Edward Snowden is grateful after Vladimir Putin granted him Russian citizenship
Edward Snowden, the whistleblower wanted by US authorities for divulging top-secret National Security Agency (NSA) secrets in 2013, has expressed relief after Vladimir Putin granted him Russian citizenship.
Snowden has lived in Moscow since 2013, when he fled to the Russian capital to avoid spying allegations in his home country.
The former intelligence worker was granted temporary asylum, which was repeatedly renewed until he was granted permanent residency in 2020.
After being granted Russian citizenship, Snowden tweeted: “After years of separation from our parents, my wife and I have no desire to be separated from our SONS.
“After two years of waiting and almost ten years in exile, a little stability for my family will make a difference. I pray for privacy for them – and for all of us.”
He accompanied the post with a photo of his wife, blogger Lindsay Mills, and their two sons.
Mills, who has also applied for a Russian passport, and Snowden were married in 2017. Their first son was born in 2020 during the coronavirus pandemic.
Snowden revealed he had applied for Russian citizenship in November 2020 and said he fears being separated from his family in times of “closed borders”.
He tweeted: “After years of being separated from our parents, my wife and I have no desire to be separated from our son. That’s why, in times of pandemics and closed borders, we’re applying for dual American-Russian citizenship.
“Lindsay and I will remain Americans and will raise our son with all the values of the America we love – including the freedom to speak his mind. And I look forward to the day when I can return to the States so the whole family can be reunited.”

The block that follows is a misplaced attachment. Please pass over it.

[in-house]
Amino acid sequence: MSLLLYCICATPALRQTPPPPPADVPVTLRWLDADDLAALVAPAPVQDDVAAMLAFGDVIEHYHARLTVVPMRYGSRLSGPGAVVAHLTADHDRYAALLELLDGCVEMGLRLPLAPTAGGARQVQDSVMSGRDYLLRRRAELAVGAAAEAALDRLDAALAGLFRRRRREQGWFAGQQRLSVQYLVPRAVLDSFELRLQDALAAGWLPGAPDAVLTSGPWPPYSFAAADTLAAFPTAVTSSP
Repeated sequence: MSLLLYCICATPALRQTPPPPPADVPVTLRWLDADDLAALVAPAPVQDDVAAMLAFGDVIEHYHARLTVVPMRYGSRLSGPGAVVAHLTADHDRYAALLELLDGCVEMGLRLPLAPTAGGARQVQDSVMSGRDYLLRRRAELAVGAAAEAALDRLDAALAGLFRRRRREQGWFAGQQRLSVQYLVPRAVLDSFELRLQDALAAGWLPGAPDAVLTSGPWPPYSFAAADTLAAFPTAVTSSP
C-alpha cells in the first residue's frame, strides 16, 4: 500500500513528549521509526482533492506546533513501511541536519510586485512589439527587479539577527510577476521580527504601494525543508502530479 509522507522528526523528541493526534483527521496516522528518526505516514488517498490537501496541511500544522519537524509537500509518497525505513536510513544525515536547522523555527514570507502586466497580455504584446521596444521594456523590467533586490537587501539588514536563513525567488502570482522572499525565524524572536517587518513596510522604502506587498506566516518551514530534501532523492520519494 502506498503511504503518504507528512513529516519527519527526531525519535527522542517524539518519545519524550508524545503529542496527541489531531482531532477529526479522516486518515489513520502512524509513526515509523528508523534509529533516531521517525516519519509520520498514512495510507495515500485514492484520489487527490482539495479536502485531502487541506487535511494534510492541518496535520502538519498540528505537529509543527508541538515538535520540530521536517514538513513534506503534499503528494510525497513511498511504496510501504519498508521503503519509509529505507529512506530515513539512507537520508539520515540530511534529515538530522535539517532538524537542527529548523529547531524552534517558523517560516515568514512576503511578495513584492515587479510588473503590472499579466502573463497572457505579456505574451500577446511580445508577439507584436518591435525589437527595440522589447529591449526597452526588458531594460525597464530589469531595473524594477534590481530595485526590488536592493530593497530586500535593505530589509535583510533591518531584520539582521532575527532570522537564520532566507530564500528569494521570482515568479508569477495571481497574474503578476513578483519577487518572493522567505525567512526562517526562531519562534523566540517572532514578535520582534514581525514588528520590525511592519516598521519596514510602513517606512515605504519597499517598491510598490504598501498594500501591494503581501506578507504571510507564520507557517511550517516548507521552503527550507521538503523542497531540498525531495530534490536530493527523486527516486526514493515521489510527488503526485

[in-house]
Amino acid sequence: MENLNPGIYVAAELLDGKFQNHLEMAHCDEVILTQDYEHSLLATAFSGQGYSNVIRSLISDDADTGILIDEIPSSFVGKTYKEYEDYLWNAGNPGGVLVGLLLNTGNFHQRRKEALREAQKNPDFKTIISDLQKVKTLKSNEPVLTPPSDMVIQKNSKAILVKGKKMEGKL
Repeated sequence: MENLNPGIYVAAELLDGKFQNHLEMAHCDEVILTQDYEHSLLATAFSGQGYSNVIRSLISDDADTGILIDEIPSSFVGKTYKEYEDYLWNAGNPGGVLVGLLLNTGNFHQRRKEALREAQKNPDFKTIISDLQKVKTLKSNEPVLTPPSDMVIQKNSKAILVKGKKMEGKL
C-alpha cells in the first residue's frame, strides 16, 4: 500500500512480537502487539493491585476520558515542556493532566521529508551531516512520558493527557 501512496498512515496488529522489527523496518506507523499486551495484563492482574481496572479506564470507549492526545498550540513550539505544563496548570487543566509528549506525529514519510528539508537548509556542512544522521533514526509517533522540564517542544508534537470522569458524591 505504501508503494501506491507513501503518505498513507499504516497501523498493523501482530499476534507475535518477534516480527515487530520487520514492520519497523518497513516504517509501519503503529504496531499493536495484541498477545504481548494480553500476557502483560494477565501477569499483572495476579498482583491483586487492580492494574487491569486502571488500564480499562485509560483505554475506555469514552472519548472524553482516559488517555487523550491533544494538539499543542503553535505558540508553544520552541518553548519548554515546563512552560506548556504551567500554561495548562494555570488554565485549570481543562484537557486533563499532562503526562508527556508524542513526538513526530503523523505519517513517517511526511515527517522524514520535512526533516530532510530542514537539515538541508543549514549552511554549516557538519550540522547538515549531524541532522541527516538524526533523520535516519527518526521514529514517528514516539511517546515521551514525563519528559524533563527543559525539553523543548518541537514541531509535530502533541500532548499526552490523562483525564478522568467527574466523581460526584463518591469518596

Snowden rose to prominence in 2013 when information he leaked revealed that the National Security Agency had collected phone records from millions of Americans and tapped the servers of nine major internet companies to monitor online communications.
Then-Director of National Intelligence James Clapper accused Snowden of causing “great, serious harm” to US intelligence, while President Obama said he had undermined the government’s ability to “protect our people”.
In Moscow in 2015, Snowden called internet censorship and the treatment of gay people in Russia “fundamentally wrong”.
Snowden received Russian citizenship just days after Putin ordered a partial Russian mobilization to support his ongoing invasion of Ukraine.
Russian authorities said they planned to conscript 300,000 people with previous military experience, but there were widespread reports of men with no military background being conscripted.
This sparked mockery on the internet, with politicians and commentators asking whether Snowden could be drafted into the Russian army.
Republican Senator Lindsey Graham tweeted: “Now that Edward Snowden has been granted full Russian citizenship, I expect he will fight for Putin on the battlefield in Ukraine any day.
“Or could it be that he will be released while other Russian citizens are called upon to fight for Putin in a war of aggression?”
International security expert Aki Peritz added: “Snowden is now an RU citizen and under 50; he was now to be mobilized, given him a Tsarist-era rifle, Soviet-era boots and rations expired in 2012, and sent to the frontline of Ukraine. For the glory of the fatherland, of course.”
Snowden’s lawyer, Anatoly Kucherena, said his client did not meet the criteria for Putin’s draft.
Speaking to Russia’s RIA news agency, he said: “Since Edward has not served in the Russian army, he has neither the practice nor the experience of military service, so he is not subject to conscription.”
https://www.newsweek.com/edward-snowden-grateful-after-vladimir-putin-grants-him-russian-citizenship-1746621 Edward Snowden is grateful after Vladimir Putin granted him Russian citizenship